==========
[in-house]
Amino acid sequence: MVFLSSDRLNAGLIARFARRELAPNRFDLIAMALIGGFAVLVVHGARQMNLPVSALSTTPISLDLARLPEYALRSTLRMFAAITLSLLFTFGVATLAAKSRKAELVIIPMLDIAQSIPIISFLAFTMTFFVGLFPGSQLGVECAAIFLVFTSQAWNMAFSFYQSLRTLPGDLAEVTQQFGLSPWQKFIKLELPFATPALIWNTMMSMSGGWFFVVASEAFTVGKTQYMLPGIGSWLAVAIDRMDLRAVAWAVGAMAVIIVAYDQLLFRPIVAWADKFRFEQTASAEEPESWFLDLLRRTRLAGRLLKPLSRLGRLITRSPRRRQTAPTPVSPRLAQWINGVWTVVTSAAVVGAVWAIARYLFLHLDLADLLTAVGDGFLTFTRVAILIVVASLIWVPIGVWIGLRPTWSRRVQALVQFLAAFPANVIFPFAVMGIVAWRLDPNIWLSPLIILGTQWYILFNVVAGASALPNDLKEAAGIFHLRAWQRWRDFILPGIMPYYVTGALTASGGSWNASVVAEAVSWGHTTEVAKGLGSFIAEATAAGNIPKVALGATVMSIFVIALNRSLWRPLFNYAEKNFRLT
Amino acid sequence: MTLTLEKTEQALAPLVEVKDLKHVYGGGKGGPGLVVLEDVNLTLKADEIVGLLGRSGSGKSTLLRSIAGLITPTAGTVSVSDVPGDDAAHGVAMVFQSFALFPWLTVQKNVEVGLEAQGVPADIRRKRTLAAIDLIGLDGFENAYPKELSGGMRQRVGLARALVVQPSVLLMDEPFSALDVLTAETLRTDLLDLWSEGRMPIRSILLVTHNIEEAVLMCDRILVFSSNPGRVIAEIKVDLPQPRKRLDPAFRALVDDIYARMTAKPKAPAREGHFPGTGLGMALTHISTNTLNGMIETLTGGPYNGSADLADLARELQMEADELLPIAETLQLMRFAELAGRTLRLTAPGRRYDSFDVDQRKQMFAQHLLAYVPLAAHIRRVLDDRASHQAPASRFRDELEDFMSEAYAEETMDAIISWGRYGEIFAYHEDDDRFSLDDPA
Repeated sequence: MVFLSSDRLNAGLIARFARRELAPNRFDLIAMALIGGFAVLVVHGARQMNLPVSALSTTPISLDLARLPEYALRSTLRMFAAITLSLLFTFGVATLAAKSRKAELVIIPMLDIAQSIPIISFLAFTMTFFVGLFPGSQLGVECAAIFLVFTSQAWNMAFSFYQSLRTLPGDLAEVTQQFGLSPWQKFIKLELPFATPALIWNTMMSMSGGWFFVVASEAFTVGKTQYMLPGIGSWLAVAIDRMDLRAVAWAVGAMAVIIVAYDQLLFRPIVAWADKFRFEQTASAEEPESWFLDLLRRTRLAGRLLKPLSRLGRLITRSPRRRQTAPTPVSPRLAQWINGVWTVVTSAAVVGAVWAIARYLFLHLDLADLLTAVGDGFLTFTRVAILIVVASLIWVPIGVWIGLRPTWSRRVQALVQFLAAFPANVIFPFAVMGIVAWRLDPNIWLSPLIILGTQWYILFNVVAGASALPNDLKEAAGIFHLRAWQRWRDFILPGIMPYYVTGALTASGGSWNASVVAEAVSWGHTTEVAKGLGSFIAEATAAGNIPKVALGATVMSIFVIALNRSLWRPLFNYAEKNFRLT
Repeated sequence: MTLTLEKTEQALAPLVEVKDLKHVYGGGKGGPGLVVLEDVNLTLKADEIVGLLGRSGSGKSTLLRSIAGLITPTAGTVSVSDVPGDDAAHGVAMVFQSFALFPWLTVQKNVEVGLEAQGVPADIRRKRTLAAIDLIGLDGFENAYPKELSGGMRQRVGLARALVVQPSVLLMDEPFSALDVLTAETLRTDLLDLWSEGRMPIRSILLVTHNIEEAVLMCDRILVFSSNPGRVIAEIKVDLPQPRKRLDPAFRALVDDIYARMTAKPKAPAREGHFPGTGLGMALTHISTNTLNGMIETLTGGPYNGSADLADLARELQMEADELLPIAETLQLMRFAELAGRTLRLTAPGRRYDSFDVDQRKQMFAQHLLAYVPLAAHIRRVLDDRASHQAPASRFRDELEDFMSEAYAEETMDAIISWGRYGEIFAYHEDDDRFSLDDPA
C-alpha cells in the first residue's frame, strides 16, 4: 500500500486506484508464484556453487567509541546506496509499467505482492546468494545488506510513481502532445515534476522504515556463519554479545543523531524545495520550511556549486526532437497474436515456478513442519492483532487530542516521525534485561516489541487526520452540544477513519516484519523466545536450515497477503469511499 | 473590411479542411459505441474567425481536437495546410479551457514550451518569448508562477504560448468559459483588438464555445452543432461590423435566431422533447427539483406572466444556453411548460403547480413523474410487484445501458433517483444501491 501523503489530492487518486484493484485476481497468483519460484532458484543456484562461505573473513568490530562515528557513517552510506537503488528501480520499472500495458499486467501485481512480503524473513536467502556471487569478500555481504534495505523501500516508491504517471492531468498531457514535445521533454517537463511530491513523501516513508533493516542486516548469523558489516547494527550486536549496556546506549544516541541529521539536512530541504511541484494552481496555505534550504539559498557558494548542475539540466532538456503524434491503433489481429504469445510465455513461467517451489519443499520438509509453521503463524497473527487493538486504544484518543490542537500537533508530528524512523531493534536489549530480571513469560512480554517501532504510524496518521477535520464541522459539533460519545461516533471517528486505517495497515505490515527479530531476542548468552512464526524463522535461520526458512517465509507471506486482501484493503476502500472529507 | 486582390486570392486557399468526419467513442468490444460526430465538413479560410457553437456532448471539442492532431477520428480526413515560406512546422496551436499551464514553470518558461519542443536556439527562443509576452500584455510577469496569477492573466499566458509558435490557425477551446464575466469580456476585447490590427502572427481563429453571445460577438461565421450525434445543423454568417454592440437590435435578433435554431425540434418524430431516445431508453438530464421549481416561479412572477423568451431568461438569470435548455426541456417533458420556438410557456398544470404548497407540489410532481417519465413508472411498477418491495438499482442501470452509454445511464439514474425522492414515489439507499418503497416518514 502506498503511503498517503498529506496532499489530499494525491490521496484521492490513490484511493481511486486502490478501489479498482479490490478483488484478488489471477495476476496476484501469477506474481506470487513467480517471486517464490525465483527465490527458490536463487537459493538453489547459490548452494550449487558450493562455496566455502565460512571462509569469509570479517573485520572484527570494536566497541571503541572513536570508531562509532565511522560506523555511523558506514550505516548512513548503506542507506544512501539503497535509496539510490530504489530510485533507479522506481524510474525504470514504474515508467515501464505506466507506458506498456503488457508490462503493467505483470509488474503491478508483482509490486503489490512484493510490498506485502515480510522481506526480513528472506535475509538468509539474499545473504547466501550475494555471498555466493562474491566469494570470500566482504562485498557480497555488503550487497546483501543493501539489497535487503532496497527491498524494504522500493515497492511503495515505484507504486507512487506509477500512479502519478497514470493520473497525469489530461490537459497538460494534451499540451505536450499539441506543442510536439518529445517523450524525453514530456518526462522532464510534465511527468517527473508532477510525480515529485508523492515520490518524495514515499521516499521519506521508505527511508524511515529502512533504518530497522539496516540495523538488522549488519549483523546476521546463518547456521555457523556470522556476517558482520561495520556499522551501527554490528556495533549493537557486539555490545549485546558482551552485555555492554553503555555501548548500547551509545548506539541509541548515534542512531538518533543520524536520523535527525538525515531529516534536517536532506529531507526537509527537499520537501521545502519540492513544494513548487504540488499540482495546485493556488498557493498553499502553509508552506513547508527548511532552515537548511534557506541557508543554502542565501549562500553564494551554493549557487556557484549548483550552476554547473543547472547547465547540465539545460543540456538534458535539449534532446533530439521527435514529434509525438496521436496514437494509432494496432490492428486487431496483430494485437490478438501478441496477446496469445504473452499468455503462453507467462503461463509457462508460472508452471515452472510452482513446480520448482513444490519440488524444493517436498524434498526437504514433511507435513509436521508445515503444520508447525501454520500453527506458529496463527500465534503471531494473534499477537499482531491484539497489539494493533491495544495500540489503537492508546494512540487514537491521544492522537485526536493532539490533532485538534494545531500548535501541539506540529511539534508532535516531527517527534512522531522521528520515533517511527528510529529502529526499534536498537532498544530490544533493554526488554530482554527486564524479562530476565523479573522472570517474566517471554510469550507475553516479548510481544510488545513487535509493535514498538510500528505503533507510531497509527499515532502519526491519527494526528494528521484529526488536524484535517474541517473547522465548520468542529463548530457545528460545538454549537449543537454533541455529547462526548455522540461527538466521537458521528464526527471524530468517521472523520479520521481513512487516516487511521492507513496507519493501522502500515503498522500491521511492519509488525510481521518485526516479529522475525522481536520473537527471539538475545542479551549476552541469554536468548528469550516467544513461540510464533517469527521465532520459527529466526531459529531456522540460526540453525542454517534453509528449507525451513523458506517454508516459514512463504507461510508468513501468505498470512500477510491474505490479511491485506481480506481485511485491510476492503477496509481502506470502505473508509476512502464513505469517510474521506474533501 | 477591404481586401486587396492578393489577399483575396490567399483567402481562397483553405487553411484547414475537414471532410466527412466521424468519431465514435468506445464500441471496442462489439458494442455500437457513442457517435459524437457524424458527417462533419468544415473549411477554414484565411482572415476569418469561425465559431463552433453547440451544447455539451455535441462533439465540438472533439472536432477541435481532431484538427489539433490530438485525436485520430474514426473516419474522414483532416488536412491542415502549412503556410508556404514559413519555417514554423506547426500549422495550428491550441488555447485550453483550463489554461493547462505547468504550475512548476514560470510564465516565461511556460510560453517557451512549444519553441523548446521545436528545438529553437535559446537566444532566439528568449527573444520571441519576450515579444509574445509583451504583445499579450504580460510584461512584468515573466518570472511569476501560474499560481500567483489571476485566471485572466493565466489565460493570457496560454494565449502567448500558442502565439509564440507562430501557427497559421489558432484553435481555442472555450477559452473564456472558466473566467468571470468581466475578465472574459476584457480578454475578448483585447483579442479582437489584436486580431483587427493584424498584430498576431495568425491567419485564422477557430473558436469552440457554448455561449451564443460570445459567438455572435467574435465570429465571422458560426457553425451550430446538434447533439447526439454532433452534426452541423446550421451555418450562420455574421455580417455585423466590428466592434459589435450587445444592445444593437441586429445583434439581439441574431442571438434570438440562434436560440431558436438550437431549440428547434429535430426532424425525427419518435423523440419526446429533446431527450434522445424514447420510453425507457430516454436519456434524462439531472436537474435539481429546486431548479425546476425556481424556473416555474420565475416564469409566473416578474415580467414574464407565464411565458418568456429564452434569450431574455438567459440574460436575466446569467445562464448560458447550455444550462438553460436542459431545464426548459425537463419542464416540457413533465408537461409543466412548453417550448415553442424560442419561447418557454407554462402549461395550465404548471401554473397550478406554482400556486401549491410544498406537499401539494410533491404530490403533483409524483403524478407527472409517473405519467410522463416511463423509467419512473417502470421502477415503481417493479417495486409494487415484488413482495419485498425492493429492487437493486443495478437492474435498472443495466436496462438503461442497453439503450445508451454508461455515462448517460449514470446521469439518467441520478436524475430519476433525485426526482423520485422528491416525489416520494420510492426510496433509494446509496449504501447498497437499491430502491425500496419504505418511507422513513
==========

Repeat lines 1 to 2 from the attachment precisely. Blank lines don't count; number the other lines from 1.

[in-house]
Amino acid sequence: MVFLSSDRLNAGLIARFARRELAPNRFDLIAMALIGGFAVLVVHGARQMNLPVSALSTTPISLDLARLPEYALRSTLRMFAAITLSLLFTFGVATLAAKSRKAELVIIPMLDIAQSIPIISFLAFTMTFFVGLFPGSQLGVECAAIFLVFTSQAWNMAFSFYQSLRTLPGDLAEVTQQFGLSPWQKFIKLELPFATPALIWNTMMSMSGGWFFVVASEAFTVGKTQYMLPGIGSWLAVAIDRMDLRAVAWAVGAMAVIIVAYDQLLFRPIVAWADKFRFEQTASAEEPESWFLDLLRRTRLAGRLLKPLSRLGRLITRSPRRRQTAPTPVSPRLAQWINGVWTVVTSAAVVGAVWAIARYLFLHLDLADLLTAVGDGFLTFTRVAILIVVASLIWVPIGVWIGLRPTWSRRVQALVQFLAAFPANVIFPFAVMGIVAWRLDPNIWLSPLIILGTQWYILFNVVAGASALPNDLKEAAGIFHLRAWQRWRDFILPGIMPYYVTGALTASGGSWNASVVAEAVSWGHTTEVAKGLGSFIAEATAAGNIPKVALGATVMSIFVIALNRSLWRPLFNYAEKNFRLT